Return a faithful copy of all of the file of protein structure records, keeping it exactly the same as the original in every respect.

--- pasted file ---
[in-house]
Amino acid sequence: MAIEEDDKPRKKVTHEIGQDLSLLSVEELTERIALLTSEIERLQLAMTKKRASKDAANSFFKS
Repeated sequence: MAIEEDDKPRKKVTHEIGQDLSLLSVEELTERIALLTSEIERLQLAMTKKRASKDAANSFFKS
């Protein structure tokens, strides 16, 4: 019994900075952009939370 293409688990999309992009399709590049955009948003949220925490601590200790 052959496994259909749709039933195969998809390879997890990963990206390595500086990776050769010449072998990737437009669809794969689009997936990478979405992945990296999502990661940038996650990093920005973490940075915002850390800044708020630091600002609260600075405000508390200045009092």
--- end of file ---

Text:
[in-house]
Amino acid sequence: MAIEEDDKPRKKVTHEIGQDLSLLSVEELTERIALLTSEIERLQLAMTKKRASKDAANSFFKS
Repeated sequence: MAIEEDDKPRKKVTHEIGQDLSLLSVEELTERIALLTSEIERLQLAMTKKRASKDAANSFFKS
């Protein structure tokens, strides 16, 4: 019994900075952009939370 293409688990999309992009399709590049955009948003949220925490601590200790 052959496994259909749709039933195969998809390879997890990963990206390595500086990776050769010449072998990737437009669809794969689009997936990478979405992945990296999502990661940038996650990093920005973490940075915002850390800044708020630091600002609260600075405000508390200045009092």